It will be interesting to see if the the company will take on the Corsair and others more directly by selling the Frostbyte 360 cooler itself to customers. Although not expandable like a traditional water cooler, it is also less costly and should not require any maintenance for at least a few years. Would you be interested in using one of these 360 rad sealed loop coolers in your builds?
Introduction and Features
Courtesy of NZXT
NZXT added two mid-tower case offerings to its Tempest series today that feature custom solutions for dual-radiator watercooling systems and dual "touch-powered" 120mm front fans with removable filters. The Tempest 410 and Tempest 410 Elite are available for $79.99 and $89.99. Today, we are kicking the tires on the Tempest 410 Elite to ensure enthusiasts and overclockers get the most bang for their buck for their next mid-tower case upgrade.
Courtesy of NZXT
Both Tempest 410 and Tempest 410 Elite cases incorporate a honeycomb mesh design to the front, top, and back panels and advanced cable management systems for concealing loose wires and power cords. The Tempest 410 Elite ups the ante with an acrylic side panel to see all the hardware inside the chassis.
Subject: Cases and Cooling, Processors | August 13, 2011 - 02:53 AM | Tim Verry
Tagged: amd, FX, octocore, water cooling, sealed loop, LCS, hsf
According to Xbit Labs, AMD is considering switching out the usual air cooler (HSF) for a sealed loop liquid cooling solution (LCS) for its high end FX Processors. Specifically, AMD wants to pair their highest end eight core processor (and possibly the next highest end eight core chip) with the sealed loop liquid cooling solution. This information, they believe, comes from a “source with knowledge of the company’s plans.”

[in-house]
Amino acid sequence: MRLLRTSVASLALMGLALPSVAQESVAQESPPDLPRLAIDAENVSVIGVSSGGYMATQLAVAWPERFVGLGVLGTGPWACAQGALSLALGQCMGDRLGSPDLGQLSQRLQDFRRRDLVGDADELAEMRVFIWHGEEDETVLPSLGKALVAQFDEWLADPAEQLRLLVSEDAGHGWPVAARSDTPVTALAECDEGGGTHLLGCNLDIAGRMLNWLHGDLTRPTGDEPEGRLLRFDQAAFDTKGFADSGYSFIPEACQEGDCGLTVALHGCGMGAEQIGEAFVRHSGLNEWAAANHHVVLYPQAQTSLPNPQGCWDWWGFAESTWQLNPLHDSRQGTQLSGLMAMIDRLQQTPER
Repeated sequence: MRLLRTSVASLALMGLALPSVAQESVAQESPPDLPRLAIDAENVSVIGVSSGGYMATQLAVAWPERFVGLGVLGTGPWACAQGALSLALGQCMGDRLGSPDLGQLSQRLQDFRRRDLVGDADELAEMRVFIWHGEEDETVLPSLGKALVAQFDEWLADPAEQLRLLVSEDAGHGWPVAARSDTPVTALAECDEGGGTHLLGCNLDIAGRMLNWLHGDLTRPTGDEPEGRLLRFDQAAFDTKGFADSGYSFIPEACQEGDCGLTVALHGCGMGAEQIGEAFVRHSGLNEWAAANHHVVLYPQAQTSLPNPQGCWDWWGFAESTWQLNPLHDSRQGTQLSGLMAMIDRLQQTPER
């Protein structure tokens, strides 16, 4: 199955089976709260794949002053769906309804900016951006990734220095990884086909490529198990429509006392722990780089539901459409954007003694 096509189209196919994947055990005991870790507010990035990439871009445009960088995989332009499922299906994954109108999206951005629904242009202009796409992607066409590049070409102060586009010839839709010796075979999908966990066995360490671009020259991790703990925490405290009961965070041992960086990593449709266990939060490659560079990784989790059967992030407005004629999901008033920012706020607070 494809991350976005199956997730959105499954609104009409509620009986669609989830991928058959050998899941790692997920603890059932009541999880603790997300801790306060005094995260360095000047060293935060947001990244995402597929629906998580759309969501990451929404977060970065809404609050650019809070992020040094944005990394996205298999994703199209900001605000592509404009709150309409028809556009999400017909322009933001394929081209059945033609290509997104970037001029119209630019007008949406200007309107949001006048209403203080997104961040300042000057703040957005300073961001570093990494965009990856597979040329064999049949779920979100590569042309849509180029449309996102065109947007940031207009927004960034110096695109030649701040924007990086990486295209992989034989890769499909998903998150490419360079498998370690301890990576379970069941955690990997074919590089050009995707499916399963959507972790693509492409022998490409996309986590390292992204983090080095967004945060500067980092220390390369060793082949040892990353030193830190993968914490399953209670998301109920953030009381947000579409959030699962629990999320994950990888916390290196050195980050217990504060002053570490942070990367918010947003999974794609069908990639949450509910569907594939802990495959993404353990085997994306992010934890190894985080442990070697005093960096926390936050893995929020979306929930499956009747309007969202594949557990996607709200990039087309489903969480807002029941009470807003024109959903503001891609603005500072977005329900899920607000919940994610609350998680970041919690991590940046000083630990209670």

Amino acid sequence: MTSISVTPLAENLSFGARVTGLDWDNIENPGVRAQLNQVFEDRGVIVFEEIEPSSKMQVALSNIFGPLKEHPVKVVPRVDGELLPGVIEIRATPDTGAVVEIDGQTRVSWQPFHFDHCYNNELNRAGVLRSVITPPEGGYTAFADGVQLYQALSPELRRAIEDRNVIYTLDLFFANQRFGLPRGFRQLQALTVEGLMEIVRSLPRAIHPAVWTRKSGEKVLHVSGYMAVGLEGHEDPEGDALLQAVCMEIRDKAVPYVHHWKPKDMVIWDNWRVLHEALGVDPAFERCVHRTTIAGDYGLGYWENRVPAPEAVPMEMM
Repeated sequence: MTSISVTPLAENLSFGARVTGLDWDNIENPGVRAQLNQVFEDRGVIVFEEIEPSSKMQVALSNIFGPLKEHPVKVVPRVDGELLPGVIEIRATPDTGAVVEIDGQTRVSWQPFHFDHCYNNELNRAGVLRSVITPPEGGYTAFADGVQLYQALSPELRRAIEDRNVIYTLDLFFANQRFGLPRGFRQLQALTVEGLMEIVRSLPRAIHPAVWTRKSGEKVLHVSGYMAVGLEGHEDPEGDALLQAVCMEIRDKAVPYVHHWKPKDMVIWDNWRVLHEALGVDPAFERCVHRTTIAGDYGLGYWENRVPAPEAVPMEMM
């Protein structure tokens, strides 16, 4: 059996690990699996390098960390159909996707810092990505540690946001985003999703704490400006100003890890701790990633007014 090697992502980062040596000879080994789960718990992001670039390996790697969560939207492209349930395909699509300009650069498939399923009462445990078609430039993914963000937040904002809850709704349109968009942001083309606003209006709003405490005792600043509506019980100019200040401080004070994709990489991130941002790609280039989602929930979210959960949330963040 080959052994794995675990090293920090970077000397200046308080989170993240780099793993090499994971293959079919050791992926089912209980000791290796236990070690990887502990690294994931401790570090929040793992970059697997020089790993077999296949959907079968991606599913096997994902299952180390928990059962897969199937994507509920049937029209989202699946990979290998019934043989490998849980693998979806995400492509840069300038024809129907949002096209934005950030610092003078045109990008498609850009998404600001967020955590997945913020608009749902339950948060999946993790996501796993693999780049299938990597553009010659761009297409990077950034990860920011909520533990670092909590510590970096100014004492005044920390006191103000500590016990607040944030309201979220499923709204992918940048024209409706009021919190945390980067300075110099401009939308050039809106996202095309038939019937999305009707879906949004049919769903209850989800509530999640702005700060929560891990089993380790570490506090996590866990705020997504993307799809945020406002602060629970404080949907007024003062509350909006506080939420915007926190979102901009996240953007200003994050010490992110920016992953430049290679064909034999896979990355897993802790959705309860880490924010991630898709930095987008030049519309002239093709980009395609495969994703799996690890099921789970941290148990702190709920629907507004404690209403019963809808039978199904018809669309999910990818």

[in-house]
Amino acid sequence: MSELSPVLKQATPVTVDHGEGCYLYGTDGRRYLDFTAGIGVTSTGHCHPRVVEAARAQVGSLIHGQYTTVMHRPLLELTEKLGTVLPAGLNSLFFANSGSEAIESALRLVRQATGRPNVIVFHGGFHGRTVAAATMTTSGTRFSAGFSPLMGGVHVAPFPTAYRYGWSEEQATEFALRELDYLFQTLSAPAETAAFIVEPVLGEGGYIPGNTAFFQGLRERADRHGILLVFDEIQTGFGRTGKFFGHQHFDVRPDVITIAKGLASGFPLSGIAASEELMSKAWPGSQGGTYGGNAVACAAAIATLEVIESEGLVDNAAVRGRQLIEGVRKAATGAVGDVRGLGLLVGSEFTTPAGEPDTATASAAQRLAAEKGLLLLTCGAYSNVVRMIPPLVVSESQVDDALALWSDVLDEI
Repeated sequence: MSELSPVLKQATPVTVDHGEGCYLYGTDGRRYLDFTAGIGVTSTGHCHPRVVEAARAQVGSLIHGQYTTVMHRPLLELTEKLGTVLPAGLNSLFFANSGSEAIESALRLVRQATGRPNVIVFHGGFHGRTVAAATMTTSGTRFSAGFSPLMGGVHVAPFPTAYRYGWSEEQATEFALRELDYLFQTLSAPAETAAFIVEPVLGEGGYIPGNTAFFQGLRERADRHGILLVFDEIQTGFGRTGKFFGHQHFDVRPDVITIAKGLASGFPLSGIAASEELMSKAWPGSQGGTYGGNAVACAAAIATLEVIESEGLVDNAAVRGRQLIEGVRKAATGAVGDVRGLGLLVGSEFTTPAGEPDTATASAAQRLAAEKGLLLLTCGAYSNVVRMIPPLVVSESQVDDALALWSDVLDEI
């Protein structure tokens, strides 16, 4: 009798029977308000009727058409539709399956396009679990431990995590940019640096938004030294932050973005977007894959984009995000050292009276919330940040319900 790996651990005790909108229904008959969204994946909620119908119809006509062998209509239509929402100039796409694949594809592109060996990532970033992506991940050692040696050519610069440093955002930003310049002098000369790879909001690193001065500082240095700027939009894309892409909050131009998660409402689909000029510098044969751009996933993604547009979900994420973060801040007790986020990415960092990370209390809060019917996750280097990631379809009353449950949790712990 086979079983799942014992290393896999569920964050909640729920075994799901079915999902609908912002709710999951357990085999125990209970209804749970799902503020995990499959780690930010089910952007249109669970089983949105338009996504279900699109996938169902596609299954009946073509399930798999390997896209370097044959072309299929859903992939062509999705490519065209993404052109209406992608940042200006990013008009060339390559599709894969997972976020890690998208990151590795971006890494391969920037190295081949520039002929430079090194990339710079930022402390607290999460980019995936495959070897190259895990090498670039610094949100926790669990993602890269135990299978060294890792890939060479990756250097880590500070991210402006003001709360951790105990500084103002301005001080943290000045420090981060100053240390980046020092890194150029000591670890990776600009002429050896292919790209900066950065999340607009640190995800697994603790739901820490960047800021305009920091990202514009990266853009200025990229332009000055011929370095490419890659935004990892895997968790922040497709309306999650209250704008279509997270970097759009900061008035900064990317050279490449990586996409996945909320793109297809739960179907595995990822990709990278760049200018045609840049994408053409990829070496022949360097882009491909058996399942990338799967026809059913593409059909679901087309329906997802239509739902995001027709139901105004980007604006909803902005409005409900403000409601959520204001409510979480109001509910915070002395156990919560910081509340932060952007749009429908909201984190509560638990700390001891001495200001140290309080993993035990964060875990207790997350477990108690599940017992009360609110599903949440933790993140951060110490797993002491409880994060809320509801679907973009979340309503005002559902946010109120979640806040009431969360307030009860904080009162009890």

If you are not familiar with the sealed loop water coolers, PC Perspective reviewed the Corsair H70 processor cooler last year and it is a good example. Sealed loop water coolers are similar to the large DIY water cooling loops comprised of a large radiator, copper CPU block, pump, and reservoir all connected in a loop by tubing; however, they usually have smaller radiators and pumps as well as coolant that cannot be refilled (and should not have to be). This coolant carries heat away from the processor to be dissipated through a radiator. Corsair in particular has heavily invested in this once very niche product with it’s H series of coolers.